Skip to main page content
Access keys NCBI Homepage MyNCBI Homepage Main Content Main Navigation
, 51 (3), 541-547

Origin and Evolution of the Octoploid Strawberry Genome


Origin and Evolution of the Octoploid Strawberry Genome

Patrick P Edger et al. Nat Genet.

Erratum in

  • Author Correction: Origin and evolution of the octoploid strawberry genome.
    Edger PP, Poorten TJ, VanBuren R, Hardigan MA, Colle M, McKain MR, Smith RD, Teresi SJ, Nelson ADL, Wai CM, Alger EI, Bird KA, Yocca AE, Pumplin N, Ou S, Ben-Zvi G, Brodt A, Baruch K, Swale T, Shiue L, Acharya CB, Cole GS, Mower JP, Childs KL, Jiang N, Lyons E, Freeling M, Puzey JR, Knapp SJ. Edger PP, et al. Nat Genet. 2019 Apr;51(4):765. doi: 10.1038/s41588-019-0380-4. Nat Genet. 2019. PMID: 30842601


Cultivated strawberry emerged from the hybridization of two wild octoploid species, both descendants from the merger of four diploid progenitor species into a single nucleus more than 1 million years ago. Here we report a near-complete chromosome-scale assembly for cultivated octoploid strawberry (Fragaria × ananassa) and uncovered the origin and evolutionary processes that shaped this complex allopolyploid. We identified the extant relatives of each diploid progenitor species and provide support for the North American origin of octoploid strawberry. We examined the dynamics among the four subgenomes in octoploid strawberry and uncovered the presence of a single dominant subgenome with significantly greater gene content, gene expression abundance, and biased exchanges between homoeologous chromosomes, as compared with the other subgenomes. Pathway analysis showed that certain metabolomic and disease-resistance traits are largely controlled by the dominant subgenome. These findings and the reference genome should serve as a powerful platform for future evolutionary studies and enable molecular breeding in strawberry.

Conflict of interest statement

The authors declare no competing interests.


Fig. 1
Fig. 1. Collinearity of the diploid and octoploid strawberry genomes.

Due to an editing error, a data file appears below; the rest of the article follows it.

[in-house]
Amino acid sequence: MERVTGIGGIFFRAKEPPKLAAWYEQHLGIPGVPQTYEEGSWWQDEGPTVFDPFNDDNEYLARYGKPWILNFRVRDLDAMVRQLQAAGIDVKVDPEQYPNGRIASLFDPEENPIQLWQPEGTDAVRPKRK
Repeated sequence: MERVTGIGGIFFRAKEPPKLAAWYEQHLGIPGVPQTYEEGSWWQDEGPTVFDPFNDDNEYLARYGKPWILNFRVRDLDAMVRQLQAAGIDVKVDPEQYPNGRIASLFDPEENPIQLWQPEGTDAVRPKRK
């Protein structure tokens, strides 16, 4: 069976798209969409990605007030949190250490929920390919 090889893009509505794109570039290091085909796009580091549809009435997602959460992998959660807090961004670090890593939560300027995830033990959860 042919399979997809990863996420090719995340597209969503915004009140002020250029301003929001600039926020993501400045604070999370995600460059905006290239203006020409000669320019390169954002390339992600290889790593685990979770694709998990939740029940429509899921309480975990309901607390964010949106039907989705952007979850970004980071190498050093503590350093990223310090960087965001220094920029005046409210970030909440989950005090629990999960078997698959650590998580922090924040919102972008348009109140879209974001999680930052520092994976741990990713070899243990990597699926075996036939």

a, Macrosyntenic comparison of the entire Fragaria × ananassa and diploid F. vesca genomes, with each homoeologous chromosome set colored according to its diploid progenitor species (F. vesca in red, F. nipponica in purple, F. iinumae in blue, and F. viridis in green). Details are provided in Supplementary Table 8. F. vesca and F. ananassa chromosomes are shown on the y axis and x axis, respectively. b, Gene-retention patterns among the four homoeologous copies of chromosome 1, with color coding as in a. The relative distance along the F. vesca chromosome is shown on the x axis with the total number of analyzed genes. The percentage of genes retained is shown on the y axis, as estimated with sliding windows of 100 genes. The chromosomes of F. vesca are named Fvb1 through Fvb7. c, A microsyntenic comparison of a region on chromosome 1 between diploid F. vesca and the four homoeologous regions in Fragaria × ananassa. Gray lines indicate shared syntenic gene pairs, and relative orientation is shown in blue (forward) or orange (reverse). The four subgenomes of Fragaria × ananassa are labeled with corresponding diploid species names of potential origins.
Fig. 2
Fig. 2. The evolutionary history of the octoploid strawberry.
North-polar projection of present day. Geographic distributions of extant relatives of the diploid (2×) progenitors of Fragaria × ananassa, the putative intermediate tetraploid (4×) and hexaploid (6×) progenitors of Fragaria × ananassa, and extant wild octoploid (8×) species in North America. The colors associated with each diploid progenitor are as in Fig. 1. Map data were obtained from Google Maps (see URLs).
Fig. 3
Fig. 3. Subgenome expression dominance.
Homoeolog expression bias (HEB) for all testable homoeolog pairs, shown in gray histograms. Testable homoeolog pairs (n) are those that could confidently be identified as homoeologous on the basis of synteny and assigned to a subgenome with phylogenetic support (>80% bootstrap), and that had at least one read in each transcriptome dataset. Homoeolog pairs significantly biased toward the F. vesca homoeolog are shown in red, and pairs significantly biased toward the ‘other’ homoeolog from one of the other three diploid progenitors are shown in black.

Comment in

Similar articles

See all similar articles

Cited by 25 articles

See all "Cited by" articles


    1. Duchesne AN. Histoire Naturelle des Fraisiers Contenant les Vues d’Économie Réunies à la Botanique, et Suivie de Remarques Particulières sur Plusieurs Points qui ont Rapport à l’Histoire Naturelle Générale, par M. Duchesne Fils. Paris: Didot le Jeune; 1766.
    1. Njuguna W, Liston A, Cronn R, Ashman TL, Bassil N. Insights into phylogeny, sex function and age of Fragaria based on whole chloroplast genome sequencing. Mol. Phylogenet. Evol. 2013;66:17–29. - PubMed
    1. Tennessen JA, Govindarajulu R, Ashman TL, Liston A. Evolutionary origins and dynamics of octoploid strawberry subgenomes revealed by dense targeted capture linkage maps. Genome Biol. Evol. 2014;6:3295–3313. - PMC - PubMed
    1. McClintock B. The significance of responses of the genome to challenge. Science. 1984;226:792–801. - PubMed
    1. Folta, K. M. & Gardiner, S. E. Genetics and Genomics of Rosaceae (Springer, New York, 2009).

Publication types

LinkOut - more resources